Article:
Today marks six years since I last self-harmed. But, if I’m 100% honest, which is what I want to do on this blog, that’s not entirely true. Six years ago was the last time I pressed a sharp object to my skin so hard it drew blood. Six years ago was the last time a sharp object was pressed to my skin so hard that, when I lifted it away, the mark left behind scarred. There have been nights since then, not many of them, but nights that come around once in a great while where I feel every emotion at once, and yet still feel so numb.
And I know that doesn’t make a lot of sense. But imagine this: imagine being burned so bad that every nerve is exposed, and because every nerve is exposed, you feel everything—the changes in temperature, the air pushing against your body, just everything, you feel it all—your body feels so much pain that it shuts down.
That’s how I feel on those once-in-a-great-while nights. Those are the nights when there is so much emotion flooding through my body I can’t focus on anything else: the emotional pain trumps all. So, I need a controlled release—a way of drawing out the pain in a way I can control, not too much, not too little, not too fast, not too slow. A paperclip rubbed back and forth on the skin a few times does the trick, leaving a scratch raised and red behind which lasts no more than an hour.
And I’m not proud of that, but it’s the only way I know how to control my pain. I can’t control what I feel emotionally, but I can control how I feel physically—what I do to myself. So, it’s been six years since I last self-harmed deep enough to draw blood, but I don’t want to remember forever how long it’s been.
I want to let myself forget—how long it’s been since I was raped, how long it’s been since I tried to kill myself, how long it’s been since I stopped self-harming, how long it’s been since I started eating again. I don’t want to live my life in terms of anniversaries of my past when I know the anniversaries of my future are so much better. I want to let myself forget so I can rejoice in what tomorrow has to offer me without placing it in the context of my past, without forgetting my past.
I’m never going to forget my past, but I want to stop living in terms of it. My past has made me who I am today, and it’s who I am today that will have a bearing on who I am tomorrow. What happened to me in my past matters simply because it happened to me. It’s part of my story, but it’s not the most important part of my life—it’s not the most interesting thing about me. Sometimes I treat my past like it’s the most important thing.
I have more to offer this world than my retellings of what happened to me. Sometimes I think people will only like me because of what happened to me, even though I know that’s not true.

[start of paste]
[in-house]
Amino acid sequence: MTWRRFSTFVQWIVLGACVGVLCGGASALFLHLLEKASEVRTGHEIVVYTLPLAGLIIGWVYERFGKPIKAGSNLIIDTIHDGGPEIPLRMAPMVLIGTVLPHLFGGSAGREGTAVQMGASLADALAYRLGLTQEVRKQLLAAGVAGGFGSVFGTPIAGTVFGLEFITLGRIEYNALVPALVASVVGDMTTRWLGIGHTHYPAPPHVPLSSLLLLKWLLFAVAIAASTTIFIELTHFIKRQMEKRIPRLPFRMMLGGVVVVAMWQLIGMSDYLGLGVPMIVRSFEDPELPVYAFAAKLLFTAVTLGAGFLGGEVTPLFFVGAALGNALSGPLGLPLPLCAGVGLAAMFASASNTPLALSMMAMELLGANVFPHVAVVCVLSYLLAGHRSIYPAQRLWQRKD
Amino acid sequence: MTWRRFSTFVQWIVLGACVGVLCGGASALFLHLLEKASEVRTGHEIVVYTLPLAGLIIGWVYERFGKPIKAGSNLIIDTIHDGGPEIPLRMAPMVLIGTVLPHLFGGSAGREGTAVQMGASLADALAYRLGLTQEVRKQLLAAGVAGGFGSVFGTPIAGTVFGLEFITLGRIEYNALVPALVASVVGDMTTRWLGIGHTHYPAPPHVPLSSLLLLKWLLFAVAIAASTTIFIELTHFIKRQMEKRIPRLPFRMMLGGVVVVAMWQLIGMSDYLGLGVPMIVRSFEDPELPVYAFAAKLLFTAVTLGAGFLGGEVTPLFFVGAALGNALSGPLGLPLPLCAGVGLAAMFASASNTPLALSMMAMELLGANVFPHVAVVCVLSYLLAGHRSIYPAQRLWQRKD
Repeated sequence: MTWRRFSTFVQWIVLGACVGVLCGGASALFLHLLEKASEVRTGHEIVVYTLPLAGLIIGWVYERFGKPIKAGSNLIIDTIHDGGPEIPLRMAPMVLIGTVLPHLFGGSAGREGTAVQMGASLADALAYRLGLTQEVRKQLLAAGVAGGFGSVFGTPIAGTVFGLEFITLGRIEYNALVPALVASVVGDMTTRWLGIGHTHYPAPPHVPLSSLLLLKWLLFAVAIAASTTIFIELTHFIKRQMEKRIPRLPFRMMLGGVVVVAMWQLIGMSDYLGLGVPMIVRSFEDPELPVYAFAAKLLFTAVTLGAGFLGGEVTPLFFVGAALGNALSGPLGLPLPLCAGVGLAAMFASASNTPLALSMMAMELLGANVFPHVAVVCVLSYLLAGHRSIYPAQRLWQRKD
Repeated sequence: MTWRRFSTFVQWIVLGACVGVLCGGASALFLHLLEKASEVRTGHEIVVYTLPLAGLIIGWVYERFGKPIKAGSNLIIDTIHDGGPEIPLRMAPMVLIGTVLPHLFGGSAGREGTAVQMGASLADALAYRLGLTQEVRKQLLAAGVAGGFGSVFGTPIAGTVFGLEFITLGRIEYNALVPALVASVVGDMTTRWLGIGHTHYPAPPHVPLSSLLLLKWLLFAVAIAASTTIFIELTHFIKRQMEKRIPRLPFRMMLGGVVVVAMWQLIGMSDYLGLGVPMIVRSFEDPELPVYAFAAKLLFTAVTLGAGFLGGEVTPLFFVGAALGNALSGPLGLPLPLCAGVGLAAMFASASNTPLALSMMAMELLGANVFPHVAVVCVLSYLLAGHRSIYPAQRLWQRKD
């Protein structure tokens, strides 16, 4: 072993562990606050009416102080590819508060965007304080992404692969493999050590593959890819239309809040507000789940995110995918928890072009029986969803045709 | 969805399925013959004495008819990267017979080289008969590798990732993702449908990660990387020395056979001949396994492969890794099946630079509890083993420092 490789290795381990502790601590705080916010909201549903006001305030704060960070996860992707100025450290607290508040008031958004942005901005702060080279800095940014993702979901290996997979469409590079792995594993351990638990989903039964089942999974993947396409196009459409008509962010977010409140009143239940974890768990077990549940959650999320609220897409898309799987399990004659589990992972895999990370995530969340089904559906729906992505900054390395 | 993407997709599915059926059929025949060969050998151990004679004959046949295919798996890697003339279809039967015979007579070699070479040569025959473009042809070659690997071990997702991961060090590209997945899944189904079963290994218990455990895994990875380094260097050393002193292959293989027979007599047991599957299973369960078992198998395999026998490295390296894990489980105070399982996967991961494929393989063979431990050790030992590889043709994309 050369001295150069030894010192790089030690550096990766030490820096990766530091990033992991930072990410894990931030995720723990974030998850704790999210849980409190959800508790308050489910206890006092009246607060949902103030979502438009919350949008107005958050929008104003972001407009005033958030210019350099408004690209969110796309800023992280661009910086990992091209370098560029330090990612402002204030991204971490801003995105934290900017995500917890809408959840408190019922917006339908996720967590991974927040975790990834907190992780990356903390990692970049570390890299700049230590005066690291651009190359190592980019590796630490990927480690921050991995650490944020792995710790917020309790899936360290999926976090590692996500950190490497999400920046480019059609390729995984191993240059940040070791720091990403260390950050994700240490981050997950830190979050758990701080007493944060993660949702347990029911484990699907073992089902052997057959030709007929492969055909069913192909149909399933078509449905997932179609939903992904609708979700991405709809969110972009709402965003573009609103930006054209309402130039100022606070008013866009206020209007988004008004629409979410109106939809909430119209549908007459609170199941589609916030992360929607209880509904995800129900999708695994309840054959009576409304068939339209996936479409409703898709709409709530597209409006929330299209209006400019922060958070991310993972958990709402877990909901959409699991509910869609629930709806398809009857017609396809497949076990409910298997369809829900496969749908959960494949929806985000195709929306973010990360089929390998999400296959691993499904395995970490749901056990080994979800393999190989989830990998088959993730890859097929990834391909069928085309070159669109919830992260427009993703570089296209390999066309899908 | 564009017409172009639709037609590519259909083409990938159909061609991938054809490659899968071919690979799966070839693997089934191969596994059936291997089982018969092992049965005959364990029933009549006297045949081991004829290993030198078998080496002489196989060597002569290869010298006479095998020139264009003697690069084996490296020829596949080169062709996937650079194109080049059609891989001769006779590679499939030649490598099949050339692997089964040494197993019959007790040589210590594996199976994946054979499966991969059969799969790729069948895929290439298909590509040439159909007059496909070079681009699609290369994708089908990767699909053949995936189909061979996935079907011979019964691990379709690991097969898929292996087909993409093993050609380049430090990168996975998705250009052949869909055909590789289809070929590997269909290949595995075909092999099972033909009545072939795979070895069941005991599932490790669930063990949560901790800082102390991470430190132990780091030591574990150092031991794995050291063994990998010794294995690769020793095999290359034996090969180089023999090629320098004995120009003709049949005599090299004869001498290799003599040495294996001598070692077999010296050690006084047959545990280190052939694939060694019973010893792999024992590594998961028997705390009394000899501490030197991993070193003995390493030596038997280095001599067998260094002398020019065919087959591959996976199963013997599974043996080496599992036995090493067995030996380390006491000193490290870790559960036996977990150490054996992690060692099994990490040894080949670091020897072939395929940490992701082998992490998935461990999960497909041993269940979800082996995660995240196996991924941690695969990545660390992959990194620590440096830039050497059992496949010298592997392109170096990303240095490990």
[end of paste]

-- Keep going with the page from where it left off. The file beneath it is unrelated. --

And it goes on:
So I want to forget. I want to stop framing my present in terms of my past, but forgetting means letting go, means losing control. And I’ve fought so hard to control what I can because for so long I had none.
I had no control over what happened to me in a school bathroom. I got control by not telling anybody what happened.
I had no control over the voices in my head telling me I wasn’t worth anything. I got control by counting calories, by starving myself.
I had no control over the way I felt nothing, nothing at all. I got control by cutting myself open.
I had no control over my body when I tried to kill myself. I got control by fighting like hell to survive, to live.
I didn’t have a lot of control over my past, and I have very little control over what may happen in the future, but I can control who I am now—what I remember.
This all sounds ridiculous, I’m sure. But I’ve fought so hard to remember the dates where I started healing because I want to remember how far I’ve come when the going gets tough, when I feel defeated, when my intrusive thoughts return.
I want to remember what I’ve been through without being tied to anniversaries because when I think it’s been “six years since I last self-harmed,” I think “it’s been six years, and I’ve only come this far. It’s been this many years, and I haven’t done this.”
I don’t want to think about what I haven’t yet accomplished. I want to think about what I still have yet to accomplish. I have big goals, big dreams, big hopes that seem so far away. And I know that thinking in terms of the past isn’t going to get me there.
I know I have to let go and Let God, as they say.
But letting go and letting God requires a level of trust that I’m not sure I have. I think I might, I maybe do, but I want to be sure.
Yes, there’s always room for doubt, doubt is good. But the last time I doubted God, I almost died—almost killed myself. However, I’m going to trust God anyway because he saved me when I couldn’t save myself.
I’m going to let Jesus take the wheel, even though I’m terrified of giving up control (although I might still backseat drive from time to time. Hey, I’m only human).
So, Jesus, take me. Take me as I am. I’ve been broken into pieces and put back together, but there are still a few cracks left to be filled.
I’m giving up. I’m giving everything I am to you. I don’t know if I trust you completely,yet. But I’m trying my best.
Do with me what you will.